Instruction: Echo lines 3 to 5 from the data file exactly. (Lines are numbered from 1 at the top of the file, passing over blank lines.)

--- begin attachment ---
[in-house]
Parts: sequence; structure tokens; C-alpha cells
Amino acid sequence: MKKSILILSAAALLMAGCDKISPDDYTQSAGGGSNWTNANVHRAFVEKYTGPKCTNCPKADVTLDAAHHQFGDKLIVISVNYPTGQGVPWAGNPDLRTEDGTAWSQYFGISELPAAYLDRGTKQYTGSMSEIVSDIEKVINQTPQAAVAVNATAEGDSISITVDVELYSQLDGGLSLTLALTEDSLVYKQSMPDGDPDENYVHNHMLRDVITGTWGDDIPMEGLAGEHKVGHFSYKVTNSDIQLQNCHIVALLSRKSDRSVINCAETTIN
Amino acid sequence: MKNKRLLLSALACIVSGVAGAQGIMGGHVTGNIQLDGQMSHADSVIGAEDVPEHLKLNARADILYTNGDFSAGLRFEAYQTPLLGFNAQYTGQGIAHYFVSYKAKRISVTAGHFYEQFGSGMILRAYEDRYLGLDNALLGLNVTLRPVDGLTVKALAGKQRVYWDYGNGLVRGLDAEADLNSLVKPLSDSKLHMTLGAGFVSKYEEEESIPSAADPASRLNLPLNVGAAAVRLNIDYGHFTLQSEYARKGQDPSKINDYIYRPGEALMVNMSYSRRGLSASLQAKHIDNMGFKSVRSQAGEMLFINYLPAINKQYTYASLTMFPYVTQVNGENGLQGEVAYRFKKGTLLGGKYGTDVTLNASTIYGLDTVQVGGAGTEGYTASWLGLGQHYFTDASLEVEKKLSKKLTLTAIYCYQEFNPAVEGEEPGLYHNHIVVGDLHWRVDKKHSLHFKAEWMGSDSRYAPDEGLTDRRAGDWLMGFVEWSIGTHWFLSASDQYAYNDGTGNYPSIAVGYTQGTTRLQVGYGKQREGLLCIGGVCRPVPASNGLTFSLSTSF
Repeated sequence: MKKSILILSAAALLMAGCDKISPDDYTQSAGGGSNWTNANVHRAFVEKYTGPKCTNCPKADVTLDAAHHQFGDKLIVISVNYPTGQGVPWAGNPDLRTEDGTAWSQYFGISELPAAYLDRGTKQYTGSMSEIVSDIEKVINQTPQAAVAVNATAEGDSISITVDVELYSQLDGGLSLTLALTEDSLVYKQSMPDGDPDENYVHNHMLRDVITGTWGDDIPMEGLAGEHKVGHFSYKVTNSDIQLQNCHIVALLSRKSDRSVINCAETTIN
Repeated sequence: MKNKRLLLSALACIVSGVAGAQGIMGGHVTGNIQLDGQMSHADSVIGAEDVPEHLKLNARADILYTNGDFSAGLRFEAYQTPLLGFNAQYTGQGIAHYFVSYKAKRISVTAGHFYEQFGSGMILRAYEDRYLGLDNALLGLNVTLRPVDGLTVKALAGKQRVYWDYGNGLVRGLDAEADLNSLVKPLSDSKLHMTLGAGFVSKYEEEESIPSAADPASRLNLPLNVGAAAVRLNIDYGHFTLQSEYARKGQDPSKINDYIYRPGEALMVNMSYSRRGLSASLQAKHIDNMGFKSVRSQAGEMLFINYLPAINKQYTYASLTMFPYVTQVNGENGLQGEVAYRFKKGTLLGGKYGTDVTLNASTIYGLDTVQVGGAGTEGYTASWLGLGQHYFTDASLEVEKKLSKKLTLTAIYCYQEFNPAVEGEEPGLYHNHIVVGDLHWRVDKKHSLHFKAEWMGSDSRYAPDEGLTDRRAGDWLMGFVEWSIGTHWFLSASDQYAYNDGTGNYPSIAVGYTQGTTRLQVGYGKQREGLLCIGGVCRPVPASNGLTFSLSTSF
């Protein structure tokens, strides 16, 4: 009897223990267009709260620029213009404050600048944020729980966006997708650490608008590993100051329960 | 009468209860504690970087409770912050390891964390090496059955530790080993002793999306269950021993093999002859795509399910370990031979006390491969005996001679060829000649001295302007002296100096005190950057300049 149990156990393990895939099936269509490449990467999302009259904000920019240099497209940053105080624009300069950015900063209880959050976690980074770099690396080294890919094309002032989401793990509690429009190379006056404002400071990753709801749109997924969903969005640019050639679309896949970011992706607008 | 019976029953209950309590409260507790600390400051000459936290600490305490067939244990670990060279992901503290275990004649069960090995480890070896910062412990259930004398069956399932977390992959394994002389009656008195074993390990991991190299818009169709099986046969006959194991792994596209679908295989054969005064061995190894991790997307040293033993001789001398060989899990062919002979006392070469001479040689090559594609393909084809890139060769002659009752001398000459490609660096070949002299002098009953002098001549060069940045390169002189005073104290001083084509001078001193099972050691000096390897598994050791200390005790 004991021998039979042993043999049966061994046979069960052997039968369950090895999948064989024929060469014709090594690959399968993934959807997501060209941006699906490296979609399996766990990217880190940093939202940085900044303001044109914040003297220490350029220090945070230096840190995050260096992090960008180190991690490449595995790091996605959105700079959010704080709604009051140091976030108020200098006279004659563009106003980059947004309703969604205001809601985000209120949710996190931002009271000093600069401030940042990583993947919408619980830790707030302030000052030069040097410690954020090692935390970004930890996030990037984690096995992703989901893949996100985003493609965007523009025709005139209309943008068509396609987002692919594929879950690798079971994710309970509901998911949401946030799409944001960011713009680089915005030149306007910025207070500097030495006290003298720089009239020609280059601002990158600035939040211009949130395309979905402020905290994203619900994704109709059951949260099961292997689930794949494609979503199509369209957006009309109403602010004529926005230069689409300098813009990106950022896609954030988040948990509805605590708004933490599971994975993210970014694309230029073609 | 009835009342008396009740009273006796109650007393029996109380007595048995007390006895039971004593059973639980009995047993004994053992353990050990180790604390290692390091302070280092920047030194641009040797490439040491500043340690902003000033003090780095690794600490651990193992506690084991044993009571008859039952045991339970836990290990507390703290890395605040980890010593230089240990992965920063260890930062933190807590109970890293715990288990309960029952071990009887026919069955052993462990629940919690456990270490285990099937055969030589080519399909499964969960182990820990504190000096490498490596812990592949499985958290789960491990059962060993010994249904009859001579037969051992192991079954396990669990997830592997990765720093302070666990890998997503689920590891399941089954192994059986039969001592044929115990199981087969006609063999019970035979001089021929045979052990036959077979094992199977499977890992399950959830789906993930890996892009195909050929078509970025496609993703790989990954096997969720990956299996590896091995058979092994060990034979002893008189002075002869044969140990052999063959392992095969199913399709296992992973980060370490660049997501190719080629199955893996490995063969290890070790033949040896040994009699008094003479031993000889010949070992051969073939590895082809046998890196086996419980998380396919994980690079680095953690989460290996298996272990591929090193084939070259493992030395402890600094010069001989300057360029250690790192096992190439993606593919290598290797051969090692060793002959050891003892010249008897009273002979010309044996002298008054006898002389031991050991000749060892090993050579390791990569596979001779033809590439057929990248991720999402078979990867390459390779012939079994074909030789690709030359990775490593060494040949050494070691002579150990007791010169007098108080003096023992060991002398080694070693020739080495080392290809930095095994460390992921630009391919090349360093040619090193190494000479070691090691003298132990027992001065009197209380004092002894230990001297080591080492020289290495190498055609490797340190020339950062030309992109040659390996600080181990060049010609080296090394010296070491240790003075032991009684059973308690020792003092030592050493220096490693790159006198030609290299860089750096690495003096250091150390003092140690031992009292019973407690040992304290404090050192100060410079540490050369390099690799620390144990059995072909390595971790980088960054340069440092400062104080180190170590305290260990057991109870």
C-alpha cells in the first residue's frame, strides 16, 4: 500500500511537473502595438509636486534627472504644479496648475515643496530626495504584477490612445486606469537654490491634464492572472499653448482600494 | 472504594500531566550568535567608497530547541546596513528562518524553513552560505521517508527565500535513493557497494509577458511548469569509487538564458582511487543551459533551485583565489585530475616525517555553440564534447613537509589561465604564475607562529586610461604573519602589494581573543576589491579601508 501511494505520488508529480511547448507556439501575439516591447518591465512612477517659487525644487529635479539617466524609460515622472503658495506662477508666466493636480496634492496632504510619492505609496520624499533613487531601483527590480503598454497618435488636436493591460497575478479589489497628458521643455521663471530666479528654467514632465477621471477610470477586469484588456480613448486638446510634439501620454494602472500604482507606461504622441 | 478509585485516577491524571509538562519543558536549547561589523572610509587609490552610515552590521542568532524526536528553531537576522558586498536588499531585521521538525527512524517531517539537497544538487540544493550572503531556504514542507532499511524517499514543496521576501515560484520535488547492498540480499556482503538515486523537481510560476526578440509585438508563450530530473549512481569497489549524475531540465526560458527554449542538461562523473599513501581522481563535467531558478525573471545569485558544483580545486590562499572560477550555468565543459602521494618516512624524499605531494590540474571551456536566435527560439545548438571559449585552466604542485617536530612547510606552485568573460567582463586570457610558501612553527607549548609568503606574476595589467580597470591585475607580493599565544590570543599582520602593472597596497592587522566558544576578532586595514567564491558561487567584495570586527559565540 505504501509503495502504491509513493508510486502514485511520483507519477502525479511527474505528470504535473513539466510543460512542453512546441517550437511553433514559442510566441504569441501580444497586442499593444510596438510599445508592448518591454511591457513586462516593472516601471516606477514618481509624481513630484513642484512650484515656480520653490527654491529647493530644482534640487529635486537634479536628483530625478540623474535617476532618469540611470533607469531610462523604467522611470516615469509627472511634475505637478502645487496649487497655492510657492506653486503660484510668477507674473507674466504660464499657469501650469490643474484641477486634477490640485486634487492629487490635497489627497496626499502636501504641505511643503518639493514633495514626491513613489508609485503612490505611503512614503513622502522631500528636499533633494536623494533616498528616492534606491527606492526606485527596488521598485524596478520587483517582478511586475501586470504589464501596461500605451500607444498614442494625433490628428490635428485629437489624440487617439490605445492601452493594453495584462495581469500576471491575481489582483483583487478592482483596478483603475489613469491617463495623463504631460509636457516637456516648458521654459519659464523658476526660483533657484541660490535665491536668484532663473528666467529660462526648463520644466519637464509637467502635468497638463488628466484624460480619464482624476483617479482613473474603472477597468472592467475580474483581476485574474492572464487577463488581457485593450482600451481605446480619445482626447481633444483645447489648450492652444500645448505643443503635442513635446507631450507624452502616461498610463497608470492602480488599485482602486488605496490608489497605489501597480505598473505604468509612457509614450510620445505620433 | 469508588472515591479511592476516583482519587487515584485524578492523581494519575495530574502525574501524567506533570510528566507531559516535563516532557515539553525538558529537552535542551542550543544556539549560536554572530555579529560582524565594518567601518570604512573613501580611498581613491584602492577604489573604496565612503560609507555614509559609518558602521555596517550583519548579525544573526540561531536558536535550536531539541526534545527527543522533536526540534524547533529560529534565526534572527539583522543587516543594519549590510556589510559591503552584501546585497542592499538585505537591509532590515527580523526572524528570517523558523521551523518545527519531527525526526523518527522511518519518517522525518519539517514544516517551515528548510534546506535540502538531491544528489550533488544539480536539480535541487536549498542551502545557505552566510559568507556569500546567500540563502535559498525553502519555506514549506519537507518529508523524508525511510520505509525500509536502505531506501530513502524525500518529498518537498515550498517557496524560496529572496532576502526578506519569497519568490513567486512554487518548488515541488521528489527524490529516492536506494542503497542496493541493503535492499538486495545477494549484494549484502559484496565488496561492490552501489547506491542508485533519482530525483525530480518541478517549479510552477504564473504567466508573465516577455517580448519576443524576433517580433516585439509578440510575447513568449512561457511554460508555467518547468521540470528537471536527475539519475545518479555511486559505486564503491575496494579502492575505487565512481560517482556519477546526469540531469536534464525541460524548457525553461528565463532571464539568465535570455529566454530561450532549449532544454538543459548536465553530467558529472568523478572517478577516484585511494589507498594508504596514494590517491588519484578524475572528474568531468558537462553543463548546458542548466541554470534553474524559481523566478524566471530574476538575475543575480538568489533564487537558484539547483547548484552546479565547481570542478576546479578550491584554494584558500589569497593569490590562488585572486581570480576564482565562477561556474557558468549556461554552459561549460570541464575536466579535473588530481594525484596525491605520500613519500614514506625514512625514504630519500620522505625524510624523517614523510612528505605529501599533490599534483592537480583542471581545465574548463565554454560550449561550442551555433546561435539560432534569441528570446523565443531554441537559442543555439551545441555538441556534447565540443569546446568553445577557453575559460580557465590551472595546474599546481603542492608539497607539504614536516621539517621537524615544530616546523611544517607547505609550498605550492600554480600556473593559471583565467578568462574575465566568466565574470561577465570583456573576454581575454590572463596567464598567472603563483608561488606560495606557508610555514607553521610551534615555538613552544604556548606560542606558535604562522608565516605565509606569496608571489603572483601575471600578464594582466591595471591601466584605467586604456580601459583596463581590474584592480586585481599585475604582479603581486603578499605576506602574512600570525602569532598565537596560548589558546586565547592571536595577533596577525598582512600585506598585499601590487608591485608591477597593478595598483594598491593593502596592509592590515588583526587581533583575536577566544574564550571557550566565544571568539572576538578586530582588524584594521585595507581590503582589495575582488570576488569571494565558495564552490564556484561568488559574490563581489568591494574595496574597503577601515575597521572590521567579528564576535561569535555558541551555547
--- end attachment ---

Amino acid sequence: MKKSILILSAAALLMAGCDKISPDDYTQSAGGGSNWTNANVHRAFVEKYTGPKCTNCPKADVTLDAAHHQFGDKLIVISVNYPTGQGVPWAGNPDLRTEDGTAWSQYFGISELPAAYLDRGTKQYTGSMSEIVSDIEKVINQTPQAAVAVNATAEGDSISITVDVELYSQLDGGLSLTLALTEDSLVYKQSMPDGDPDENYVHNHMLRDVITGTWGDDIPMEGLAGEHKVGHFSYKVTNSDIQLQNCHIVALLSRKSDRSVINCAETTIN
Amino acid sequence: MKNKRLLLSALACIVSGVAGAQGIMGGHVTGNIQLDGQMSHADSVIGAEDVPEHLKLNARADILYTNGDFSAGLRFEAYQTPLLGFNAQYTGQGIAHYFVSYKAKRISVTAGHFYEQFGSGMILRAYEDRYLGLDNALLGLNVTLRPVDGLTVKALAGKQRVYWDYGNGLVRGLDAEADLNSLVKPLSDSKLHMTLGAGFVSKYEEEESIPSAADPASRLNLPLNVGAAAVRLNIDYGHFTLQSEYARKGQDPSKINDYIYRPGEALMVNMSYSRRGLSASLQAKHIDNMGFKSVRSQAGEMLFINYLPAINKQYTYASLTMFPYVTQVNGENGLQGEVAYRFKKGTLLGGKYGTDVTLNASTIYGLDTVQVGGAGTEGYTASWLGLGQHYFTDASLEVEKKLSKKLTLTAIYCYQEFNPAVEGEEPGLYHNHIVVGDLHWRVDKKHSLHFKAEWMGSDSRYAPDEGLTDRRAGDWLMGFVEWSIGTHWFLSASDQYAYNDGTGNYPSIAVGYTQGTTRLQVGYGKQREGLLCIGGVCRPVPASNGLTFSLSTSF
Repeated sequence: MKKSILILSAAALLMAGCDKISPDDYTQSAGGGSNWTNANVHRAFVEKYTGPKCTNCPKADVTLDAAHHQFGDKLIVISVNYPTGQGVPWAGNPDLRTEDGTAWSQYFGISELPAAYLDRGTKQYTGSMSEIVSDIEKVINQTPQAAVAVNATAEGDSISITVDVELYSQLDGGLSLTLALTEDSLVYKQSMPDGDPDENYVHNHMLRDVITGTWGDDIPMEGLAGEHKVGHFSYKVTNSDIQLQNCHIVALLSRKSDRSVINCAETTIN